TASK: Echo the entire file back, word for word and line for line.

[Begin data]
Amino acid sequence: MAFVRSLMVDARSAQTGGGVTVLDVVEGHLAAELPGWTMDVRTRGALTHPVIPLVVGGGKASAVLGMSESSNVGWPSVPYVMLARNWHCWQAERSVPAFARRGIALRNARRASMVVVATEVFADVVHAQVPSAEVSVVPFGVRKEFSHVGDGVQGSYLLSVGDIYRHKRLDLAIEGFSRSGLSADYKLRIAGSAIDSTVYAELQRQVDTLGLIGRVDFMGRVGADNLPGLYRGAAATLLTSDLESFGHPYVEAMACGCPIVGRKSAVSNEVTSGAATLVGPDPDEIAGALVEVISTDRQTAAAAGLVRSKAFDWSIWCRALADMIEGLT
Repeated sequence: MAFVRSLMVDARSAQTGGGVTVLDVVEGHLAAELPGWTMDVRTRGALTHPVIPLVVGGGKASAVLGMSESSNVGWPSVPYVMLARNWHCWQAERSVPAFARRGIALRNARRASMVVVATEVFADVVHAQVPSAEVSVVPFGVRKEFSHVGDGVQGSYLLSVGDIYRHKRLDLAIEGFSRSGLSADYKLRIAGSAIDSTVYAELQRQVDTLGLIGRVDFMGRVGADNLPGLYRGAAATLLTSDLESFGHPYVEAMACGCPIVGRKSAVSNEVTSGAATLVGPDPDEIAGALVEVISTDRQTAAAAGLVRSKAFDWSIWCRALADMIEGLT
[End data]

Amino acid sequence: MAFVRSLMVDARSAQTGGGVTVLDVVEGHLAAELPGWTMDVRTRGALTHPVIPLVVGGGKASAVLGMSESSNVGWPSVPYVMLARNWHCWQAERSVPAFARRGIALRNARRASMVVVATEVFADVVHAQVPSAEVSVVPFGVRKEFSHVGDGVQGSYLLSVGDIYRHKRLDLAIEGFSRSGLSADYKLRIAGSAIDSTVYAELQRQVDTLGLIGRVDFMGRVGADNLPGLYRGAAATLLTSDLESFGHPYVEAMACGCPIVGRKSAVSNEVTSGAATLVGPDPDEIAGALVEVISTDRQTAAAAGLVRSKAFDWSIWCRALADMIEGLT
Repeated sequence: MAFVRSLMVDARSAQTGGGVTVLDVVEGHLAAELPGWTMDVRTRGALTHPVIPLVVGGGKASAVLGMSESSNVGWPSVPYVMLARNWHCWQAERSVPAFARRGIALRNARRASMVVVATEVFADVVHAQVPSAEVSVVPFGVRKEFSHVGDGVQGSYLLSVGDIYRHKRLDLAIEGFSRSGLSADYKLRIAGSAIDSTVYAELQRQVDTLGLIGRVDFMGRVGADNLPGLYRGAAATLLTSDLESFGHPYVEAMACGCPIVGRKSAVSNEVTSGAATLVGPDPDEIAGALVEVISTDRQTAAAAGLVRSKAFDWSIWCRALADMIEGLT